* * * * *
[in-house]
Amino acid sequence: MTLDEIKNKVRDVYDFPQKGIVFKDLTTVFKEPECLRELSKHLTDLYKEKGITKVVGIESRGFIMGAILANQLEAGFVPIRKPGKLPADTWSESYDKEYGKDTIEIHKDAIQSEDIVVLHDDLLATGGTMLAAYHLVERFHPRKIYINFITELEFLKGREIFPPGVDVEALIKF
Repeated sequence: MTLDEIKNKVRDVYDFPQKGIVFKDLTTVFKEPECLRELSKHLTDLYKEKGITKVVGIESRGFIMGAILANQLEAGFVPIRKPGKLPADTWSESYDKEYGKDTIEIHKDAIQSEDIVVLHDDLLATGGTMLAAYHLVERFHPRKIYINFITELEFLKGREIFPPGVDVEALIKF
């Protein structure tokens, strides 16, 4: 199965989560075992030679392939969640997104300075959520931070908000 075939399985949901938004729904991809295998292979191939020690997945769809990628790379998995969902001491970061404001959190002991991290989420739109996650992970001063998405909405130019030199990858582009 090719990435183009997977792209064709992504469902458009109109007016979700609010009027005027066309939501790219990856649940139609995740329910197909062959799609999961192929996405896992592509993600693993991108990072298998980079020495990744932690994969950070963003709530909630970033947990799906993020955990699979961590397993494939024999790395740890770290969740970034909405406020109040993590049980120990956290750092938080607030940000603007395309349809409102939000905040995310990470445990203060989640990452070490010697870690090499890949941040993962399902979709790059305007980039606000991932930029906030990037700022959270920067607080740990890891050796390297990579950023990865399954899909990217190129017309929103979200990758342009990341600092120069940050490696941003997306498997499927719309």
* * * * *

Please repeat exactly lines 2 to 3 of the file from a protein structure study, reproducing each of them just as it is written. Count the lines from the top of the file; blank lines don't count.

Amino acid sequence: MTLDEIKNKVRDVYDFPQKGIVFKDLTTVFKEPECLRELSKHLTDLYKEKGITKVVGIESRGFIMGAILANQLEAGFVPIRKPGKLPADTWSESYDKEYGKDTIEIHKDAIQSEDIVVLHDDLLATGGTMLAAYHLVERFHPRKIYINFITELEFLKGREIFPPGVDVEALIKF
Repeated sequence: MTLDEIKNKVRDVYDFPQKGIVFKDLTTVFKEPECLRELSKHLTDLYKEKGITKVVGIESRGFIMGAILANQLEAGFVPIRKPGKLPADTWSESYDKEYGKDTIEIHKDAIQSEDIVVLHDDLLATGGTMLAAYHLVERFHPRKIYINFITELEFLKGREIFPPGVDVEALIKF